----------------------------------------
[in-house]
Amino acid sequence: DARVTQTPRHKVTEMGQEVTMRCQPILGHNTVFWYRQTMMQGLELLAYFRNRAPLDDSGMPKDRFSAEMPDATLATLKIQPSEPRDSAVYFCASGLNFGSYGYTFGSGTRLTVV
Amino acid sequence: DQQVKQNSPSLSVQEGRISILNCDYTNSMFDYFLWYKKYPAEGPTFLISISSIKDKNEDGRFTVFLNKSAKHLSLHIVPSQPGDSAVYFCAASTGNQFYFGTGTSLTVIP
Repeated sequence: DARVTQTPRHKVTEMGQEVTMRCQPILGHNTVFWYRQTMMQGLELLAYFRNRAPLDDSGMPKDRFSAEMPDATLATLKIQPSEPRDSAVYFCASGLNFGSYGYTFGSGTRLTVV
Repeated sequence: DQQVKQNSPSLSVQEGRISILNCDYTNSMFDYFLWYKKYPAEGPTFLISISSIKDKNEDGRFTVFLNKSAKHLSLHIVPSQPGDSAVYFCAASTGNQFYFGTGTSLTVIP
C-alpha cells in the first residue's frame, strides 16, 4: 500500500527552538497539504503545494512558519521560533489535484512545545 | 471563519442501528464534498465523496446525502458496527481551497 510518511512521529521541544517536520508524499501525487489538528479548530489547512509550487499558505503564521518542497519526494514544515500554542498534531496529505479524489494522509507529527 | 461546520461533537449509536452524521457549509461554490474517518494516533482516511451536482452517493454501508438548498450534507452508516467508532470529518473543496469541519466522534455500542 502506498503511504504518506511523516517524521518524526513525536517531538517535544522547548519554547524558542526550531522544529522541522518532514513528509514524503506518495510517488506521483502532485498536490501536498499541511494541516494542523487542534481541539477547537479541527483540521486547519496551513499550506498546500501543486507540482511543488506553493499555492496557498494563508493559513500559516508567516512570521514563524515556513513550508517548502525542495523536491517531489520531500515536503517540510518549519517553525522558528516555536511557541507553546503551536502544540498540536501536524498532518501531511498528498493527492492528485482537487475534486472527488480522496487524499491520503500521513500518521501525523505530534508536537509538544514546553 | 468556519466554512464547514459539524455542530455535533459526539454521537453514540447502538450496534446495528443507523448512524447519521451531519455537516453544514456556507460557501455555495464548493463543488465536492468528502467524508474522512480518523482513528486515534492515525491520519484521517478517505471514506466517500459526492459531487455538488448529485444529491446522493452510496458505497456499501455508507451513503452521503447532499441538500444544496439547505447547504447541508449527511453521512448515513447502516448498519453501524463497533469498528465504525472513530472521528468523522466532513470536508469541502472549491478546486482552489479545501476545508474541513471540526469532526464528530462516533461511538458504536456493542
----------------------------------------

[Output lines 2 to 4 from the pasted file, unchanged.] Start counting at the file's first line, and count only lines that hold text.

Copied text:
Amino acid sequence: DARVTQTPRHKVTEMGQEVTMRCQPILGHNTVFWYRQTMMQGLELLAYFRNRAPLDDSGMPKDRFSAEMPDATLATLKIQPSEPRDSAVYFCASGLNFGSYGYTFGSGTRLTVV
Amino acid sequence: DQQVKQNSPSLSVQEGRISILNCDYTNSMFDYFLWYKKYPAEGPTFLISISSIKDKNEDGRFTVFLNKSAKHLSLHIVPSQPGDSAVYFCAASTGNQFYFGTGTSLTVIP
Repeated sequence: DARVTQTPRHKVTEMGQEVTMRCQPILGHNTVFWYRQTMMQGLELLAYFRNRAPLDDSGMPKDRFSAEMPDATLATLKIQPSEPRDSAVYFCASGLNFGSYGYTFGSGTRLTVV